There’s a possibility that the new Administration will move to do away with the Department of Labor Fiduciary Rule. In case you’re not aware of the Fiduciary Rule, Ben Steverman over at Bloomberg provides a quick summary:
Brokers often get incentives to steer clients into certain financial products, which can charge very high fees. President Barack Obama’s White House had estimated that these conflicts of interest were costing American investors $17 billion a year. The Department of Labor’s fiduciary rule, scheduled to go into effect in April, would have fought this, requiring financial advisers to put clients interests before their own when providing advice on retirement accounts.
At the end of the day, it’s a rule designed to put consumer’s interests first and to ensure that they’re not getting bilked by excessive fees and sold products they don’t need. The new legislation has already had sweeping effects on the financial services industry:
Firms have moved away from their higher-cost products and toward making their fees clearer and easier to explain to clients. Bank of America Corp. and JPMorgan Chase & Co. both announced they’d stop charging commissions on individual retirement accounts. Insurance companies are also changing their product lineup, and their sales of variable annuities, a costly investment product much-criticized by personal finance experts, have been plunging.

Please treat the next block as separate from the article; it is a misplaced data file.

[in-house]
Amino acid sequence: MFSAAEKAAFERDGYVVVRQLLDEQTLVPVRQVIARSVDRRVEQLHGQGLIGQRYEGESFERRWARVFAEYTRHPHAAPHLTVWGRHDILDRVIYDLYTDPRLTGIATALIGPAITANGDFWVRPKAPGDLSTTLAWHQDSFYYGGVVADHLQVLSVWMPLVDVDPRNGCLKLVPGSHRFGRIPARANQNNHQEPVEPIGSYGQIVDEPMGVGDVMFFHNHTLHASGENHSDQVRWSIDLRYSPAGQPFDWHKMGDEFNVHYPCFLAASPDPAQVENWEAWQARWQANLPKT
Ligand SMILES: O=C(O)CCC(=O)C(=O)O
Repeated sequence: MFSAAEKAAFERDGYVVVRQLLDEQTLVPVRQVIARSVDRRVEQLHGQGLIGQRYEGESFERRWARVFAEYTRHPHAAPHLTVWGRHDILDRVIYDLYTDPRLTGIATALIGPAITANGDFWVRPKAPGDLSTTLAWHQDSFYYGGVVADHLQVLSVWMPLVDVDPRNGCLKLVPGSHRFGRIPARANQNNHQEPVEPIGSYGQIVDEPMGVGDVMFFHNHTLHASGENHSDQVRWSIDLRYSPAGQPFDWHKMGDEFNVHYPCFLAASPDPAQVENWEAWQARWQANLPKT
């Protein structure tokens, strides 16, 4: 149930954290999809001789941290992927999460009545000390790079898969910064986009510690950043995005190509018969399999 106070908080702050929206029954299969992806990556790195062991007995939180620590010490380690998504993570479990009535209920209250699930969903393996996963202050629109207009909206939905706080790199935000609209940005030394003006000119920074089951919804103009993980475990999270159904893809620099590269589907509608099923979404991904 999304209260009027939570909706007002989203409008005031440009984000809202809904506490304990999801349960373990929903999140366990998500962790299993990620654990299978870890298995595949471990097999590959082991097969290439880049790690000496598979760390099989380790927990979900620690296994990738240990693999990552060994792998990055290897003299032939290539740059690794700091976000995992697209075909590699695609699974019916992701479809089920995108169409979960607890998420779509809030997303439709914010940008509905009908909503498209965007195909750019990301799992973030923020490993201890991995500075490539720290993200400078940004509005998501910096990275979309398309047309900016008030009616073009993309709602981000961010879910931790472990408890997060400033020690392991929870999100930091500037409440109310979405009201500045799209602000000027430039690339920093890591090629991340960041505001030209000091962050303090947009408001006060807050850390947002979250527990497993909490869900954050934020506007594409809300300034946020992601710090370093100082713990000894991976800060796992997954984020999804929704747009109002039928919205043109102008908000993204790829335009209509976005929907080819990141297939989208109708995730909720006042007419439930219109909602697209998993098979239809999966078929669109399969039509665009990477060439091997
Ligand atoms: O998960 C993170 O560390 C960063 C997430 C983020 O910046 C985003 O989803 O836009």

If the new Administration ends up rolling back the Fiduciary Rule, Steverman offers three helpful tips on how consumers can still protect themselves:
Clients can ask: “Are you a fiduciary?” Many are already, which means they’re required by law to watch out for your best interests, much as doctors and lawyers are. That won’t change based on Trump’s order. Investors can also ask detailed questions about how their advisers are being paid. What incentives do they have to steer you into particular products? Advisers may operate differently if they’re paid by the hour or by a percentage of the assets they manage, vs. if they’re paid extra commissions for certain in-house products. Finally, investors can keep a close eye on how much they’re paying, with the understanding that a fee of 1 percent or 2 percent can have a surprisingly large cumulative impact on their financial future if it’s charged year after year after year. Read the full story here
These suggestions are helpful. At our firm, we get asked these questions every week, and we’re always happy to answer them. The bottom line is this: Consumers will need to ask tough questions of the advisors with whom they work. As Steverman rightly points out, the best way a consumer can protect herself is to work with an advisor who is a fiduciary. Fee-only fiduciaries, usually members of the National Association of Personal Financial Advisors (NAPFA), take an oath to always act in the client’s best interest and to always act in a fiduciary capacity.